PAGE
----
Antique Detective: Collectors Loving 60s, 70s Designs Sense of Humor

60s rolltop desk By Anne Gilbert  
     Little did I know when I wrote my book “60’s, 70s Design and Memorabilia, in 1994, that the objects would still be collected these days and at high prices. One of my disbelief-favorites is a molded plastic dog house with a step stool. Though it was designed in 2001 the look was a tad of 50s and 70s. It sold at a John Toomey auction this year for $531.25.

 

      Here’s a bit of history for you Millennials and in touch with these times of protest. The items designed in the 60s and 70s were a form of protest of the Post war generation. Plastic was no longer a dirty word. Traditionally shaped furniture and decorative objects had new looks, materials and funny names. Who can forget the “womb” chair or the red, plastic “lip” sofa. Many were made and still come to auctions, at high prices. Then, there is the “roll top desk” that is barrel shaped and made of walnut and leather. Looks like a beer keg on legs. It fetched $585 at a recent John Toomey auction.

 

      New name designers in America, Italy and Denmark who embraced the changes included Wendell Castle, Vernor Panton and Joe Columbo. One of Wendell Castle’s most famous pieces, “molar love-seat,” c.1967, was made of white polyester reinforced plastic. At the time he told me, “it was initially done in white. I wanted the look of a perfect glass automobile finish. I think of my work as sculpture.” It did indeed look like teeth.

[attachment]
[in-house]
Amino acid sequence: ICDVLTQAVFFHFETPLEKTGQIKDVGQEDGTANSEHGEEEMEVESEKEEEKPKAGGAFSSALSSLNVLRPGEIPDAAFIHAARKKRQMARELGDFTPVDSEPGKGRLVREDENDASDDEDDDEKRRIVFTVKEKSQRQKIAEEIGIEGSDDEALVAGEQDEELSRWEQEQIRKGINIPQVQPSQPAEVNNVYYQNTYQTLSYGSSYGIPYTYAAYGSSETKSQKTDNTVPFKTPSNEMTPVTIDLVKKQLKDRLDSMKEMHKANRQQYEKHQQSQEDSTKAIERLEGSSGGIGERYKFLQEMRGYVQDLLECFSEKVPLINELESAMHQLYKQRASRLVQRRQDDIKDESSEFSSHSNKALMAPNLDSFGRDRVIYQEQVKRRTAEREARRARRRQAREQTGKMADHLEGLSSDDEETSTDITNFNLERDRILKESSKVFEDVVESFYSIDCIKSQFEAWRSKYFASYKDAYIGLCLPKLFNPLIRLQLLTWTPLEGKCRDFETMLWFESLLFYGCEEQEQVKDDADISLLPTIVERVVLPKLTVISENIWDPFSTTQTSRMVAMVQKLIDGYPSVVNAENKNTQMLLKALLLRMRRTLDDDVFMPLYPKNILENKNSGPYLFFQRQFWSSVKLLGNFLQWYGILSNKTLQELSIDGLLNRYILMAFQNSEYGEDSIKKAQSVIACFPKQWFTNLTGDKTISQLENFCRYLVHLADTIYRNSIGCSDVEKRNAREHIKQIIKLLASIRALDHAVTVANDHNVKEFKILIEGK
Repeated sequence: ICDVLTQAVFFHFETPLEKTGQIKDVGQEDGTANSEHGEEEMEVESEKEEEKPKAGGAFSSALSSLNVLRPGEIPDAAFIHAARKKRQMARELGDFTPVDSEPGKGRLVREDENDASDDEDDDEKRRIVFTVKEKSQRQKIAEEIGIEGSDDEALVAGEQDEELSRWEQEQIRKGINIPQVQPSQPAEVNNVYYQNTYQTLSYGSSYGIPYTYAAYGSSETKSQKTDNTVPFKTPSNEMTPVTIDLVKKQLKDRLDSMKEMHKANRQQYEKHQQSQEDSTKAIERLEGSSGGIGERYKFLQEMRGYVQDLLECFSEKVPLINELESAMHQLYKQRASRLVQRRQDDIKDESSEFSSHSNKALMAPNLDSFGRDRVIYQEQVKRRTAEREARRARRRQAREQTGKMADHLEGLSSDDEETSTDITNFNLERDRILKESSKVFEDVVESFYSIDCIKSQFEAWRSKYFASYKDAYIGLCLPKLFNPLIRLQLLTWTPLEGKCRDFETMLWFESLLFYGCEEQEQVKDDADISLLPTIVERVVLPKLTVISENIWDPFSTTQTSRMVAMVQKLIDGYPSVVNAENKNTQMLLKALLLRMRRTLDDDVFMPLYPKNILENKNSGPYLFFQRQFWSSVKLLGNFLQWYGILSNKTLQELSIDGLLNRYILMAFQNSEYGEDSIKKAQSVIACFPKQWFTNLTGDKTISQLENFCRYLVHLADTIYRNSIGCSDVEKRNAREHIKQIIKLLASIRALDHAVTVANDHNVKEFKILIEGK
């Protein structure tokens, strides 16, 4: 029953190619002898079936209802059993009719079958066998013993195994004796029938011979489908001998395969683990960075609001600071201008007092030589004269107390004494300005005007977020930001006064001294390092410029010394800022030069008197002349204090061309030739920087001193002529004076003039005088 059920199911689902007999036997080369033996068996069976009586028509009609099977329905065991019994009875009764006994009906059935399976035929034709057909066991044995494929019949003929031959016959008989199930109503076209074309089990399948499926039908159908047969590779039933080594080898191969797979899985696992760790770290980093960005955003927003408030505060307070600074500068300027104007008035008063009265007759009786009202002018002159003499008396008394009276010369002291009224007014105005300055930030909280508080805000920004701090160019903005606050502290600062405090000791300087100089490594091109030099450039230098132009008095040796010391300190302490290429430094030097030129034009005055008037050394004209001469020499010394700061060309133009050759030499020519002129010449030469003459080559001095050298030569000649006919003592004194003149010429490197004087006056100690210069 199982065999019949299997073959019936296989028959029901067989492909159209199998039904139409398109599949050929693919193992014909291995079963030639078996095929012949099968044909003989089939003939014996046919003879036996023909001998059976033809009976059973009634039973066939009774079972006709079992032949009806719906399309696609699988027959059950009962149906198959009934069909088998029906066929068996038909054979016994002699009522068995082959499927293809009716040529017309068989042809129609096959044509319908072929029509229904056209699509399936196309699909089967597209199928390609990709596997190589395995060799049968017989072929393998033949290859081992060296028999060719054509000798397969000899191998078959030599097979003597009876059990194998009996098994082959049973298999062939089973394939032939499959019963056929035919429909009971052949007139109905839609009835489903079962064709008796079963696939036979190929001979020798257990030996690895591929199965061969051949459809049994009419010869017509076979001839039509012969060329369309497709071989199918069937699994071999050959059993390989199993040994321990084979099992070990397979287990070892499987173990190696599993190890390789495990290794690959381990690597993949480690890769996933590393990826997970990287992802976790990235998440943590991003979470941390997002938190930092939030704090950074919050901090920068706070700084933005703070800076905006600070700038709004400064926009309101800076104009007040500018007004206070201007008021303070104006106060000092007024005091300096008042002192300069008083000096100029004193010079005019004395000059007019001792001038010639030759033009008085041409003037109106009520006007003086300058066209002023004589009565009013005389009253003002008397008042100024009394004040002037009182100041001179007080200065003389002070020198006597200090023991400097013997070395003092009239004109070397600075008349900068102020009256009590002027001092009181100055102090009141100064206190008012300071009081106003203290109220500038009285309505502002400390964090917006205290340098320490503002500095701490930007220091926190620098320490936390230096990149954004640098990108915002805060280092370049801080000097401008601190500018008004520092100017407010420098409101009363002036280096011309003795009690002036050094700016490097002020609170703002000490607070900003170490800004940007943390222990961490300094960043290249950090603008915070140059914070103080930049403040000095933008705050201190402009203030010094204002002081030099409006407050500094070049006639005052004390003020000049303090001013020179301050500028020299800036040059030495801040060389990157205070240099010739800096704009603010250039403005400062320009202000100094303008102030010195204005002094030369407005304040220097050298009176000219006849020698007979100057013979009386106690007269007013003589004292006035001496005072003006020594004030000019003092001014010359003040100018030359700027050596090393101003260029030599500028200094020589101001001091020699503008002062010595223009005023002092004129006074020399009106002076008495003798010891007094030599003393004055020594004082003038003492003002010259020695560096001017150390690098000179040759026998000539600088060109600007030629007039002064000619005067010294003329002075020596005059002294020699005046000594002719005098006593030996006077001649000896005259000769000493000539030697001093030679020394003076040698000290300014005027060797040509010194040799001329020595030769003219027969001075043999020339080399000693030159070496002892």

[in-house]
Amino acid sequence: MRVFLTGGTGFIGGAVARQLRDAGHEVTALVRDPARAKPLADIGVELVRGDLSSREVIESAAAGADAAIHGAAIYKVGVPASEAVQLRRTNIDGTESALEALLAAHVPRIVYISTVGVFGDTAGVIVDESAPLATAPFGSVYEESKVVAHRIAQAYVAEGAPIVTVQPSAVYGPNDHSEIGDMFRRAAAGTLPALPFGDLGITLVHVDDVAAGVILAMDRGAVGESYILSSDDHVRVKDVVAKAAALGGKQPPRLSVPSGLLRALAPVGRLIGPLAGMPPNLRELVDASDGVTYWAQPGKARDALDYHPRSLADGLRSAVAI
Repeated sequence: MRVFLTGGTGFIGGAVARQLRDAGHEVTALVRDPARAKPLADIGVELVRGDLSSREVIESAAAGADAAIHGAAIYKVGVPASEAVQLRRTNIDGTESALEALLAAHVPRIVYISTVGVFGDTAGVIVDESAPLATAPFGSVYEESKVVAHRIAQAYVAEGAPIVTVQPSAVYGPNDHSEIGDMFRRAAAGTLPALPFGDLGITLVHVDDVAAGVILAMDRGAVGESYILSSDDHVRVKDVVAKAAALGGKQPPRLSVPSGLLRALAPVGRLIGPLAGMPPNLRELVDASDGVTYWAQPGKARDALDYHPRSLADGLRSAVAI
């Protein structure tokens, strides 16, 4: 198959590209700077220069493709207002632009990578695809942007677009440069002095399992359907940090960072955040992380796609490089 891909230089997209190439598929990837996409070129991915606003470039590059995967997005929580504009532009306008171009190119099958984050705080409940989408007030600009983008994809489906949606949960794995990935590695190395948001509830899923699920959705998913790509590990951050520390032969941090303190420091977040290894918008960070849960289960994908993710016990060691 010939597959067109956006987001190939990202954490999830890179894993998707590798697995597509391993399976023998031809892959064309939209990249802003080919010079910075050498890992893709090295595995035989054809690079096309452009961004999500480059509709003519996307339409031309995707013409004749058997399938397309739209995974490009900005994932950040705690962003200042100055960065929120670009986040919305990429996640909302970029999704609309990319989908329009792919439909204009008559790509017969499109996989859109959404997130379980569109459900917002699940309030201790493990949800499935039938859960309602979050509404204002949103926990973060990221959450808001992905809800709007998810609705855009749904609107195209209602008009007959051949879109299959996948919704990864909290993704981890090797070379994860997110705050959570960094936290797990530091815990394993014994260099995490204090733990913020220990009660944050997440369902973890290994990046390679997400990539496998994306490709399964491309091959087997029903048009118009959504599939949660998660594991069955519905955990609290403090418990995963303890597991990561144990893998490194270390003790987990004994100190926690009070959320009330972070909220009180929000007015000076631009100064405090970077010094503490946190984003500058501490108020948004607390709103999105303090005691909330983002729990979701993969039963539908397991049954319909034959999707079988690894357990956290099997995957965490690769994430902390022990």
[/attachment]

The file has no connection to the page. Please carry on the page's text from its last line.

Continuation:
60s 70s cocktail set      While acrylics were used in furniture manufacture from the 30s, through the 50s, it was in the late 60s that the look changed. Furniture designer Vladimir Kagan, for example, used sculpture acrylics and combined them with rare woods and expensive upholstery.
     Glass took on a sculptural form. Whether it was lighting, decorative accessories or pottery, a variety of materials were combined, including plastic, metal, wood and stone.

 

      Fulvio Bianconi, one of the most important names in Italian glass during this period created a series of heads and glass cubes with figures drawn in glass that are encased within.

 

   Important American glass artisans include Michael and Frances Higgins who created new concepts using fused, enameled and sheet glass.

 

      Art pottery took on strange shapes and color combinations. It made its way into even utilitarian designs. Important names include Eva Zeisel, Edwin and Mary Scheier, in America.

 

     CLUES: Many of these designs have been reissued. Some of Wendell Castle’s small pieces such as boxes and mirrors have been forged. Upholstered pieces by other designers come to auction with new fabrics. This lowers the value. Avoid damaged plastic pieces. Unlike wood they are difficult to repair.

 

60s 70s dog house      While there are now many books on the subject, one of the best ways to keep up with what is happening , are the catalogues of John Toomey Auction Galleries in Oak Park, Illinois, and other auctions featuring 60s, 70s items.

 

PHOTO CAPTIONS (1) 60s, 70s roll top desk (2) 1970s Gucci cocktail Set, silver plate, white metal and leather. (3) 2001. Dog house. Molded plastic with step stool. Sold for $531.25 PHOTO CREDIT: John Toomey Auctions, Oak Park, IL

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